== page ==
Part of the revelation has been in other people's reactions. I'm glad my first experience introducing it to the world was on campus; people were incredibly kind and supportive about it, and after I'd shaved it I realized that several other people had done the same thing for the same reason. On the other hand, my mother basically told me it was ugly (and that I looked just like my brother) the minute she saw it, and asks me when I'm planning to grow it out at every chance. My first visit with the majority of my nieflings was entirely devoted to their being weirded out and upset by it. People in my neighborhood flinch and look away when I try to smile at them while I'm walking past. It upsets me, but I can hardly blame them; I had the same reaction, before I had a chance to get used to it. In a way, this tells me I'm doing something good for the world, since by giving people exposure I see that they do have a chance to get used to it.
Most of the time, I don't really care for how it looks--but I do love how it forces me to confront things I don't like about myself. I love knowing that even when I look especially fat and manly, I can just get on with my life--knowing how much, ultimately, appearance doesn't have to matter. It isn't just the fact of not having any distraction from my fat body, though. When I first looked in the mirror after shaving it, I thought I looked like an ugly, half man/half woman, freak--the face of my brother when he was a teenager over a disturbingly feminine body. This thought wouldn't have had much traction, though, if it weren't for the feeling that it was true deeper than the surface level. After all, my hair grows fast, and if I'd felt my appearance really didn't suit me, I could have said, "well, now I've shaven my head once. I know what it's like, and it was a worthwhile experiment. Time to grow my hair back out. . . I guess I can just wear a lot of hats between now and then."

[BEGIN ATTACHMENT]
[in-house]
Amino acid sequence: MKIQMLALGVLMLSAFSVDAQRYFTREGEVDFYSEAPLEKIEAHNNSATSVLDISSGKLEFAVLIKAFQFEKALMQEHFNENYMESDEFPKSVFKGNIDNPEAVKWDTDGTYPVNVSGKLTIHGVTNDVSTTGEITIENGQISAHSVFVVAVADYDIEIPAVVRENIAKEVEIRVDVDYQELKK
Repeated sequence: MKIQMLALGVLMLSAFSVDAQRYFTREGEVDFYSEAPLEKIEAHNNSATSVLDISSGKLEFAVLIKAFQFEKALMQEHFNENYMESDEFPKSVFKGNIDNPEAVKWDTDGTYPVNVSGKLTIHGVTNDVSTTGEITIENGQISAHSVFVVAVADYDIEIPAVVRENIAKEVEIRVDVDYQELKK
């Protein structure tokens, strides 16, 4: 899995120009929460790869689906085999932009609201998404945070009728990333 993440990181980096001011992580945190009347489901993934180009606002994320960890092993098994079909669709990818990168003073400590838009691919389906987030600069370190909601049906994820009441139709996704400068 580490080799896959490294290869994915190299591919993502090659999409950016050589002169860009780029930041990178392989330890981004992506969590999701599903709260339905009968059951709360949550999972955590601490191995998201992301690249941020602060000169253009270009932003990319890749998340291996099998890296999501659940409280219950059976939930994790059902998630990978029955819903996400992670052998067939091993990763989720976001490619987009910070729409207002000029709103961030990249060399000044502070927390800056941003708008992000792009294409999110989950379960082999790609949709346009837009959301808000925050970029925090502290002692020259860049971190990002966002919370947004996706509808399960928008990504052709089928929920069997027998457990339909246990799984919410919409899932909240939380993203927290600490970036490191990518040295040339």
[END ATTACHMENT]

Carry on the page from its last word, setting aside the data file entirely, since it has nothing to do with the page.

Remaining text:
Me with super-short hair isn't any more or less me than me with long hair. My face, even framed by short hair, is just as much my face (arguably moreso, since I had it first) as it is my brother's. If I were clearly and comfortably feminine, I would simply reject this appearance. Instead, it speaks to me of things which are dirty and not allowed, but which I want.
None of those things are male anatomy, but they are about masculinity. They are about power, assertiveness, and aggressiveness being a socially acceptable part of my identity. They are about getting recognition, respect, promotions, and fair pay for hard work. They are about being considered well groomed without excessive, expensive, and time consuming rituals about cosmetics, shaving, and hair care. They are about being able to traverse public spaces without submitting myself to judgments about my sexual attractiveness and availability. They are about being able to dress up and be considered appealing and well presented without using clothing which calls attention specifically to sexual attractiveness. They are about having access and recourse to the appropriate use of physical violence, both in defense and in play. They are about not hiding my intelligence for fear of making others feel insecure. They are about avoiding the manipulative and deceptive social games women sometimes feel compelled to play for the sake of their patriarchal bargain.
Honestly, sometimes I don't know how anyone can stand being a woman. That doesn't mean I don't love making people feel better, or have days when all I want to do is hang out in my kitchen, wearing a pink dress and baking for someone appreciative. It just means I don't have any days when I'm OK with the completely un-necessary ways being female cuts off my choices.
And I've wrestled with this--alongside struggling to accept my fat body, which is a whole other can of worms--and come to a few conclusions. I think part of the reason I have this struggle is that gender norms are even more deep-down-encoded for me than they are for most people. It's harder for me to say, "well, I can have xyz feminine characteristics and uvw masculine characteristics and there's really no conflict there--people are just people." I was raised with an incredibly gendered religious model of what I ought to be, and it was soon clear that was never going to work. I was never going to be able to be that thing, and many of the characteristics I had which didn't fit were "masculine" characteristics. Without role models, I was particularly vulnerable to the representations in advertising--which were just as gendered, damaging, and impossible to fit, although this time the impossible expectations were more centered around my body.